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Grow your staff's skills base if you can't pay minimum wage

by , 01 February 2013
The Labour Minister is under fire for insisting the clothing industry pays minimum wage. This move will lead to job losses and factory closures. And it certainly won't lead lead to skills growth. But there's an easy way to ensure your employees develop their skills, and in turn, benefit the economy, even if you don't pay minimum wage.

Minimum wage in the civil engineering sector, private security sector and the motor industry (MIBCO) sectors increased with effect from 1 September 2012, reports the Labour Bulletin.

Now, Labour Minister Mildred Oliphant's 2010 announcement that clothing companies must also pay minimum wage is being touted as 'irrational', as it fails to take account of potential job losses and factory closures.

Here's why some companies don't pay minimum wage
Many companies don't even pay minimum wages and thousands of jobs may be lost if the minimum wages are enforced on these companies, says a report by Edward West on the Business Day's BDLive website.
For example, the clothing company Valuline 'would have had to increase wages by 81.06% to comply with minimum wages and a third of [its] workforce would have to be retrenched,Carol Paton reports on Business Day's BDLive website.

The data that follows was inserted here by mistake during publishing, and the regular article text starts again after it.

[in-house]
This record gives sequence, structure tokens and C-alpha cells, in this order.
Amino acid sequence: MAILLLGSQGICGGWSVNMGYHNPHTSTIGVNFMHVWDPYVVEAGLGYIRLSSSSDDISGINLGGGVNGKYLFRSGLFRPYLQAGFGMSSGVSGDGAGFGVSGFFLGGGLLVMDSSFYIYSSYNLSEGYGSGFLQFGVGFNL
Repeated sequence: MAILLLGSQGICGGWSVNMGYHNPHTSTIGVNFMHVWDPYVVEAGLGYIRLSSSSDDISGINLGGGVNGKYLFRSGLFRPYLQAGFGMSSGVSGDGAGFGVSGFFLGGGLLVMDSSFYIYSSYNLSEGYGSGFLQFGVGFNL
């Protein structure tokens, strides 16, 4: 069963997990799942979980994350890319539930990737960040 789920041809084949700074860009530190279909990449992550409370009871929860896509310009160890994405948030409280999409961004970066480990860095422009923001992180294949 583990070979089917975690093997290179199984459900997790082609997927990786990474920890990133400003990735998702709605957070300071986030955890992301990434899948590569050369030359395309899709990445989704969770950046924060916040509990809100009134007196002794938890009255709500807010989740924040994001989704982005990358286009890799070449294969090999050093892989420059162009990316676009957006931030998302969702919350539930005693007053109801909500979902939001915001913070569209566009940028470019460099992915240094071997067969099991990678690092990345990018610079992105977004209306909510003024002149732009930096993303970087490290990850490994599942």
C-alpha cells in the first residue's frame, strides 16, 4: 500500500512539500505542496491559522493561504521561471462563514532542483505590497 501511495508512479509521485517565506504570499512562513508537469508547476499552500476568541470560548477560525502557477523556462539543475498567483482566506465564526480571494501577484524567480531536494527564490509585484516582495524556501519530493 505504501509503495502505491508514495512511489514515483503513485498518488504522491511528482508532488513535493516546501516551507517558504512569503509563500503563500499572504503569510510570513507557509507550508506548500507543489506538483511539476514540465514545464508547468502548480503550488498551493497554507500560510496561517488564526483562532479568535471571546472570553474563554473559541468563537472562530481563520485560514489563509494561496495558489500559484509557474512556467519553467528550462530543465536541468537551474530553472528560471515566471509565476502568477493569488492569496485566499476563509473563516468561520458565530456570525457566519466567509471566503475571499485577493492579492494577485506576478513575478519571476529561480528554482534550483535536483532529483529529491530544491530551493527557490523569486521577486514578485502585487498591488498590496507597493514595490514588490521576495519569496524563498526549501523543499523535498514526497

But 'it's more than just small clothing companies at stake in the [minimum] wagecase,'adds Paton.
Because the 'hoped for high road of job creation through skill-and capital-intensive growth has yet to materialise.'
That's where you come in.
As the labour and HR expert in your company, 'it's your responsibility to grow your staff's skill-base, to help them stay on top of their area of expertise,' says the Labour Bulletin.
Two ways to grow your staff's skills base through skills development
1. Send your staff for training
2. Make sure they share their new skills and knowledge with the rest of the team.
Even if you're not paying minimum wage, your employees will benefit if you grow their skills,. This will, in turn, have a positive impact on the economy. It's a win-win situation.


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